By the next day, things weren’t improving, so I finally arranged for a formal hearing test. I couldn’t believe the results! I was in shock. I had actually sustained some sensorineural hearing loss in my right ear.

That’s when everything changed.

I realized that my ear might never get better. I had already been through denial, and now I started going through the other stages of Kubler-Ross grieving. I was angry that I had driven to Jerusalem for that ill-fated rehearsal. Bargaining came in the form of megadoses of steroids to somehow try to stem the damage to my cochlea or auditory nerve, and possibly even reverse it.

By no means was I clinically depressed but I often felt sad about what I might miss should my hearing fail to return; The sound of my children laughing, the baby crying, localizing noise, understanding speech in a crowded room to name a few. Dammit, I know too much about hearing loss! Since then I have been inching closer to acceptance.

Through all this, however, the most eye-opening experience was hearing the remarks of my colleagues, including audiologists, nurses and physicians. They all made well-intentioned comments of a type I myself have made countless times to patients in similar situations: “Oh, that’s not so bad!” “You probably had it before and didn’t notice.”

No, I’m pretty sure I only stopped hearing the same day my ear popped! “I don’t believe the hearing test.”

Except for the fact that I have screaming tinnitus.

“Why are you upset? It’s so minor you are not even going to notice it.”

Newsflash: it’s driving me CRAZY! “It’s so mild it doesn’t even fulfill the criteria for treatment.”

I refer you to my earlier comment on bargaining and megadose steroids.

It’s a little bit ironic. I pride myself on communication skills and empathy. I’m a graduate of McMaster University Medical School, probably the world leader at training doctors in communicating with patients. My father is a psychiatrist and my mother is a social worker. I was pretty much born communicating. And here I am, on the other end of the otoscope, being schooled on what it means to have a “minor” condition.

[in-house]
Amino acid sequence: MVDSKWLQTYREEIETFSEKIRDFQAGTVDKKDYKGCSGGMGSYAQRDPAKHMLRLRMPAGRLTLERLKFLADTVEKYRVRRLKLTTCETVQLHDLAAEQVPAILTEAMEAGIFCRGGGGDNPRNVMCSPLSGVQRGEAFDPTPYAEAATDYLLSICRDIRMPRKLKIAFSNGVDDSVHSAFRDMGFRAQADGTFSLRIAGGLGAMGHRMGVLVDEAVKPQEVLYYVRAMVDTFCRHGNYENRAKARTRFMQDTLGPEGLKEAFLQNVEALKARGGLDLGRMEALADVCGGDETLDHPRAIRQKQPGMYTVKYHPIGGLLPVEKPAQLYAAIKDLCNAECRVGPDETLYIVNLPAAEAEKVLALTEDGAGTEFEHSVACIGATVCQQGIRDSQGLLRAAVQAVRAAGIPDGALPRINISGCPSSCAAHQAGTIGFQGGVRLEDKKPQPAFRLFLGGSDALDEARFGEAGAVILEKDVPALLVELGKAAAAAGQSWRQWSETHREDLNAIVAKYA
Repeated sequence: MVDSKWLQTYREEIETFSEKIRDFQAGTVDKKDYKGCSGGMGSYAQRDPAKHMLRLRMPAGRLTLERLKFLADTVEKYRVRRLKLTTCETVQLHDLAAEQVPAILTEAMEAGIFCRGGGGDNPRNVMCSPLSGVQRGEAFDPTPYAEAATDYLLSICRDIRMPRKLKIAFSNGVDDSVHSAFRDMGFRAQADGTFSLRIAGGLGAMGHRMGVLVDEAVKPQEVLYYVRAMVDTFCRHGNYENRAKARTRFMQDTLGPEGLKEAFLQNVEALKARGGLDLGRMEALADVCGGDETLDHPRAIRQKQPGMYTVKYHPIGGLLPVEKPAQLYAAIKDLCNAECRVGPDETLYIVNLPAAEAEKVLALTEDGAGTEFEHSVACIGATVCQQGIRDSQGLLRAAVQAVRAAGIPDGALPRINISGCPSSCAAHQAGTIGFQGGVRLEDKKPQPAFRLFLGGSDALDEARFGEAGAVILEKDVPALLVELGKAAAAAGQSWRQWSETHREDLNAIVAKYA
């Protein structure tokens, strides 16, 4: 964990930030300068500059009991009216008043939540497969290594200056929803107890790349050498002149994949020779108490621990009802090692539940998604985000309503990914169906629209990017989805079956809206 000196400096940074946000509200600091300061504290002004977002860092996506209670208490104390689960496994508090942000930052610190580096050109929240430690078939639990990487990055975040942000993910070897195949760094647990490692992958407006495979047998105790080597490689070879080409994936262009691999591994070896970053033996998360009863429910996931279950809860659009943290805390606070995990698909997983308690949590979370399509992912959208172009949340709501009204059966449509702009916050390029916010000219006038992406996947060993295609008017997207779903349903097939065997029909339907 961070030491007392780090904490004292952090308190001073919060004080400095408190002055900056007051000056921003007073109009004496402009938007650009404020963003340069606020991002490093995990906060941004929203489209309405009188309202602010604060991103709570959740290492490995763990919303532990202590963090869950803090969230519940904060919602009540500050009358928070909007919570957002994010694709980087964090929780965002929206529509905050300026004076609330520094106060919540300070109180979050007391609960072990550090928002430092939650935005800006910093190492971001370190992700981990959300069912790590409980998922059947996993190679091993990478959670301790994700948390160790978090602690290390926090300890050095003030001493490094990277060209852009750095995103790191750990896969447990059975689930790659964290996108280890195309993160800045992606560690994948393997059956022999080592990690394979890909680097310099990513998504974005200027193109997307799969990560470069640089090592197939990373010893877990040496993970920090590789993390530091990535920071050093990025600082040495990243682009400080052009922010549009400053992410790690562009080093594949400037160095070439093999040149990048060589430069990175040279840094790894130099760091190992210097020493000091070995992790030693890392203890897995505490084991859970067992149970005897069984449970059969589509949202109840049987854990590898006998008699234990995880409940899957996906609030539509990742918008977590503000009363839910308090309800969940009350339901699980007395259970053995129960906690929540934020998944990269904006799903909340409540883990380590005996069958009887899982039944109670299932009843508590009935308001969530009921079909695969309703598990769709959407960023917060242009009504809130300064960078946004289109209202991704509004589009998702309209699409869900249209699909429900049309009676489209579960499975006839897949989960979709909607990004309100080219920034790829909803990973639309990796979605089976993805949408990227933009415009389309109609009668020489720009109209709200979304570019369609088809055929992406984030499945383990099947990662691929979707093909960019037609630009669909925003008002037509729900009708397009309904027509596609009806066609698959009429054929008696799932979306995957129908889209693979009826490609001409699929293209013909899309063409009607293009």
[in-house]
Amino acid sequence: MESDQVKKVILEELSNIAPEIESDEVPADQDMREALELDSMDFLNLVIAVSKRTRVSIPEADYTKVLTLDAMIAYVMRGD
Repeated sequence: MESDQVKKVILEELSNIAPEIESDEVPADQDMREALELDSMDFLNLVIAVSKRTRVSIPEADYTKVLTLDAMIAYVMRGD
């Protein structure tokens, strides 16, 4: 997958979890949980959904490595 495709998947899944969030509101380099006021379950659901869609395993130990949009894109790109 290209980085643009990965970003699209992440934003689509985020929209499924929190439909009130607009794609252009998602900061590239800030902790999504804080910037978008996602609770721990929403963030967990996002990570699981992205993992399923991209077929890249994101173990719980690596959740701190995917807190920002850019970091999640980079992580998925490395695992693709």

One of the doctors was able to make me feel bit better by pointing out that I hadn’t even suffered this barotrauma due to one of the sexy causes, such as sky diving or scuba diving. I got it driving down a hill with a stuffy nose. Sometimes laughter is the best medicine.

A few days later, when I was feeling the full effects of the steroids in my mood swings, extreme fatigue, disturbed sleep patterns and ravenous appetite, I was bemoaning my condition over lunch to a friend of mine who is a pediatric lung specialist at Schneider Children’s Medical Center in Petah Tikva. He asked me very specific questions, demonstrating a rare and keen knowledge of hearing loss. He then proceeded to tell me about his own severe unilateral conductive hearing loss.

He has no idea what caused it, despite various attempts at diagnostic surgery and imaging. Hearing that his situation was much worse than mine didn’t make me feel any better. But instead of just rattling off how he really only needs one ear, how a hearing aid might be helpful and how we can try new diagnostic modalities, I was able to really feel his frustration and despair. I still plan on doing everything I can to help, but I think a little bit of empathy probably helps as well.

If nothing else, I will always try to remember that no matter how minor I think the patient’s condition is, to the person who is suffering it is frightening, depressing and very, very real.

Since then I’ve been monitoring my hearing by asking my kids to whisper things in my right ear.

They almost always whisper “I love you, Daddy.”

(I have gotten “Can I play with your iPhone, Daddy” a few times as well.) My most recent audiogram shows my hearing has started to improve. The tinnitus is also almost gone. Turns out my prognosis may not be so bad in the end! Thankfully, my brother-in-law’s surgery was a success and his vision has been steadily improving.

We are taking it one day at a time.

The TV pilot was a flop. I guess I’ll have to keep my day job.

Becoming a Hollywood star is temporarily on hold.

The author, formerly from Toronto, Canada, is a pediatric ear nose and throat surgeon practicing at Scheinder Children’s Hospital in Petah Tikva.

He lives with his wife and four boys in Ra’anana.